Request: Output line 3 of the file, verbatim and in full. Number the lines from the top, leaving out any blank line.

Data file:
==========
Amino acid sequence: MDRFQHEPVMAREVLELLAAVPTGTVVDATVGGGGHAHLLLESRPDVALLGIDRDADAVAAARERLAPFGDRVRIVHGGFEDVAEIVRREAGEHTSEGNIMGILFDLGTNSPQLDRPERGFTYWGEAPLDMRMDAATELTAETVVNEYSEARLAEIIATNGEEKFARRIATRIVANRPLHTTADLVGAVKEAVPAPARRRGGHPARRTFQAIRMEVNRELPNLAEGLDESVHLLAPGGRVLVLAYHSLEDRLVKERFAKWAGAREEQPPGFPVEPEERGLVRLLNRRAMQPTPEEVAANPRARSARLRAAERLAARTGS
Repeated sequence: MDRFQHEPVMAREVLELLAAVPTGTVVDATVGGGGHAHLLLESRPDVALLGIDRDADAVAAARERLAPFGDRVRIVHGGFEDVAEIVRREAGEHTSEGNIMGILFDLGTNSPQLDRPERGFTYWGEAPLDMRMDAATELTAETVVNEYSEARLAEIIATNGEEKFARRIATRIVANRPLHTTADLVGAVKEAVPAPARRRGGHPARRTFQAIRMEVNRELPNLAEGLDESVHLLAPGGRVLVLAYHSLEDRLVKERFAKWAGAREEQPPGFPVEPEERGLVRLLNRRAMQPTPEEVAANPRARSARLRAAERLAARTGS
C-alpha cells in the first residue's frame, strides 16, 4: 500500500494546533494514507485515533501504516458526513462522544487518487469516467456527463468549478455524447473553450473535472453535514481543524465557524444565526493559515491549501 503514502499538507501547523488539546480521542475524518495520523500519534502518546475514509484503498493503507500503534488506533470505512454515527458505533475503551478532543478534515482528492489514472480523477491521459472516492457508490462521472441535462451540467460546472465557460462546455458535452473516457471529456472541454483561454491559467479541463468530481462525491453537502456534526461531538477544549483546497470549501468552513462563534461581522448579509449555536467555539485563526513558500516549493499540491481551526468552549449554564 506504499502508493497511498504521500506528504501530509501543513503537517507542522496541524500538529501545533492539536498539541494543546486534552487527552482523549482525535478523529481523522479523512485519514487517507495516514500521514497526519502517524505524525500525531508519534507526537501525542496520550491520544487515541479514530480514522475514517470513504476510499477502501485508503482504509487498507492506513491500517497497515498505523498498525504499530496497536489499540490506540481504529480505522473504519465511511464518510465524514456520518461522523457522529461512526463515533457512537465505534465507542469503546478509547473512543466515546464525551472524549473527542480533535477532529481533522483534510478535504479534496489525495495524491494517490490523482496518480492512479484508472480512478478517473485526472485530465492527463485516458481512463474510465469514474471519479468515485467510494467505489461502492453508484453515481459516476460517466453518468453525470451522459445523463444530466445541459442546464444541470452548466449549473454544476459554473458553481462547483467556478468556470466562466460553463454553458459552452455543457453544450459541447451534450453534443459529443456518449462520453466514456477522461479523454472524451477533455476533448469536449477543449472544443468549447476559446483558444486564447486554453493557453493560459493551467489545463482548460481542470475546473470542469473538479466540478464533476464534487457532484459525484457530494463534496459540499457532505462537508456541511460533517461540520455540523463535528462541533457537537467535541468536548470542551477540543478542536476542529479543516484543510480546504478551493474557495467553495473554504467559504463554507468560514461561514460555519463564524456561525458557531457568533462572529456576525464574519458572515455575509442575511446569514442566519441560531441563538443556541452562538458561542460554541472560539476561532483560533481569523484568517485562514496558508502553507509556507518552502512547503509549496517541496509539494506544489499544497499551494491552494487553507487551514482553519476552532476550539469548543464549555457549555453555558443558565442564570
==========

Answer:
C-alpha cells in the first residue's frame, strides 16, 4: 500500500494546533494514507485515533501504516458526513462522544487518487469516467456527463468549478455524447473553450473535472453535514481543524465557524444565526493559515491549501 503514502499538507501547523488539546480521542475524518495520523500519534502518546475514509484503498493503507500503534488506533470505512454515527458505533475503551478532543478534515482528492489514472480523477491521459472516492457508490462521472441535462451540467460546472465557460462546455458535452473516457471529456472541454483561454491559467479541463468530481462525491453537502456534526461531538477544549483546497470549501468552513462563534461581522448579509449555536467555539485563526513558500516549493499540491481551526468552549449554564 506504499502508493497511498504521500506528504501530509501543513503537517507542522496541524500538529501545533492539536498539541494543546486534552487527552482523549482525535478523529481523522479523512485519514487517507495516514500521514497526519502517524505524525500525531508519534507526537501525542496520550491520544487515541479514530480514522475514517470513504476510499477502501485508503482504509487498507492506513491500517497497515498505523498498525504499530496497536489499540490506540481504529480505522473504519465511511464518510465524514456520518461522523457522529461512526463515533457512537465505534465507542469503546478509547473512543466515546464525551472524549473527542480533535477532529481533522483534510478535504479534496489525495495524491494517490490523482496518480492512479484508472480512478478517473485526472485530465492527463485516458481512463474510465469514474471519479468515485467510494467505489461502492453508484453515481459516476460517466453518468453525470451522459445523463444530466445541459442546464444541470452548466449549473454544476459554473458553481462547483467556478468556470466562466460553463454553458459552452455543457453544450459541447451534450453534443459529443456518449462520453466514456477522461479523454472524451477533455476533448469536449477543449472544443468549447476559446483558444486564447486554453493557453493560459493551467489545463482548460481542470475546473470542469473538479466540478464533476464534487457532484459525484457530494463534496459540499457532505462537508456541511460533517461540520455540523463535528462541533457537537467535541468536548470542551477540543478542536476542529479543516484543510480546504478551493474557495467553495473554504467559504463554507468560514461561514460555519463564524456561525458557531457568533462572529456576525464574519458572515455575509442575511446569514442566519441560531441563538443556541452562538458561542460554541472560539476561532483560533481569523484568517485562514496558508502553507509556507518552502512547503509549496517541496509539494506544489499544497499551494491552494487553507487551514482553519476552532476550539469548543464549555457549555453555558443558565442564570